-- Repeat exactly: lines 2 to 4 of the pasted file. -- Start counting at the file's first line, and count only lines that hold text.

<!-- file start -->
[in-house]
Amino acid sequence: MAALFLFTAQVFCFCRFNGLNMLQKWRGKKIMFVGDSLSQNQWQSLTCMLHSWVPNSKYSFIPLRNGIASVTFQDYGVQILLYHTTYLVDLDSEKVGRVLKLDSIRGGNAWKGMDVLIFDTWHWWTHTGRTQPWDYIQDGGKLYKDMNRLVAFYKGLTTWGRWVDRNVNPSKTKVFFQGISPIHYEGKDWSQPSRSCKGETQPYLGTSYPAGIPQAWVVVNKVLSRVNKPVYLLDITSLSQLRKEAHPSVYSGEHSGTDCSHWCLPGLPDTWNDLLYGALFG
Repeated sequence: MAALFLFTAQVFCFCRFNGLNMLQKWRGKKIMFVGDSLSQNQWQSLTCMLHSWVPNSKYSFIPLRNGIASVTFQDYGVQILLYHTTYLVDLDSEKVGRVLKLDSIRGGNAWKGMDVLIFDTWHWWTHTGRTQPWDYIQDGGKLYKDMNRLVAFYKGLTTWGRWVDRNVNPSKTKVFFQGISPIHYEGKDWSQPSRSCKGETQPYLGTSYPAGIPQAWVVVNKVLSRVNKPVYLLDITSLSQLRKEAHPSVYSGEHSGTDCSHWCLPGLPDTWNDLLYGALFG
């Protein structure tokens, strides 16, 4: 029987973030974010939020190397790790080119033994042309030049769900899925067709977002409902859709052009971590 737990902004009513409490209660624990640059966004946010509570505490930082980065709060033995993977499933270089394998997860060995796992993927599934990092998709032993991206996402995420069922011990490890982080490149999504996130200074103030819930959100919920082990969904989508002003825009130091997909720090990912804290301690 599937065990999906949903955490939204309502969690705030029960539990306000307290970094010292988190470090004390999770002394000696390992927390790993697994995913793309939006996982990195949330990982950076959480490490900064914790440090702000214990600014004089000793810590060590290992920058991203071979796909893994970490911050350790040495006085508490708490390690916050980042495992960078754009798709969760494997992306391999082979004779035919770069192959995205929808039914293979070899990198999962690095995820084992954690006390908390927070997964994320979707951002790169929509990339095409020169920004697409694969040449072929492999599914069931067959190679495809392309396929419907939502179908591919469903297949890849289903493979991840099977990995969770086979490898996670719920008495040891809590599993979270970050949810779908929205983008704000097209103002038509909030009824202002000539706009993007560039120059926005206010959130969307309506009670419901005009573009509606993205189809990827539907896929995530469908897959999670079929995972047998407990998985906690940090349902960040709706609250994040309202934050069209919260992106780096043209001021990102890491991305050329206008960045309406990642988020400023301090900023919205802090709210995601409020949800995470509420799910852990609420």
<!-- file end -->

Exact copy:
Amino acid sequence: MAALFLFTAQVFCFCRFNGLNMLQKWRGKKIMFVGDSLSQNQWQSLTCMLHSWVPNSKYSFIPLRNGIASVTFQDYGVQILLYHTTYLVDLDSEKVGRVLKLDSIRGGNAWKGMDVLIFDTWHWWTHTGRTQPWDYIQDGGKLYKDMNRLVAFYKGLTTWGRWVDRNVNPSKTKVFFQGISPIHYEGKDWSQPSRSCKGETQPYLGTSYPAGIPQAWVVVNKVLSRVNKPVYLLDITSLSQLRKEAHPSVYSGEHSGTDCSHWCLPGLPDTWNDLLYGALFG
Repeated sequence: MAALFLFTAQVFCFCRFNGLNMLQKWRGKKIMFVGDSLSQNQWQSLTCMLHSWVPNSKYSFIPLRNGIASVTFQDYGVQILLYHTTYLVDLDSEKVGRVLKLDSIRGGNAWKGMDVLIFDTWHWWTHTGRTQPWDYIQDGGKLYKDMNRLVAFYKGLTTWGRWVDRNVNPSKTKVFFQGISPIHYEGKDWSQPSRSCKGETQPYLGTSYPAGIPQAWVVVNKVLSRVNKPVYLLDITSLSQLRKEAHPSVYSGEHSGTDCSHWCLPGLPDTWNDLLYGALFG
């Protein structure tokens, strides 16, 4: 029987973030974010939020190397790790080119033994042309030049769900899925067709977002409902859709052009971590 737990902004009513409490209660624990640059966004946010509570505490930082980065709060033995993977499933270089394998997860060995796992993927599934990092998709032993991206996402995420069922011990490890982080490149999504996130200074103030819930959100919920082990969904989508002003825009130091997909720090990912804290301690 599937065990999906949903955490939204309502969690705030029960539990306000307290970094010292988190470090004390999770002394000696390992927390790993697994995913793309939006996982990195949330990982950076959480490490900064914790440090702000214990600014004089000793810590060590290992920058991203071979796909893994970490911050350790040495006085508490708490390690916050980042495992960078754009798709969760494997992306391999082979004779035919770069192959995205929808039914293979070899990198999962690095995820084992954690006390908390927070997964994320979707951002790169929509990339095409020169920004697409694969040449072929492999599914069931067959190679495809392309396929419907939502179908591919469903297949890849289903493979991840099977990995969770086979490898996670719920008495040891809590599993979270970050949810779908929205983008704000097209103002038509909030009824202002000539706009993007560039120059926005206010959130969307309506009670419901005009573009509606993205189809990827539907896929995530469908897959999670079929995972047998407990998985906690940090349902960040709706609250994040309202934050069209919260992106780096043209001021990102890491991305050329206008960045309406990642988020400023301090900023919205802090709210995601409020949800995470509420799910852990609420």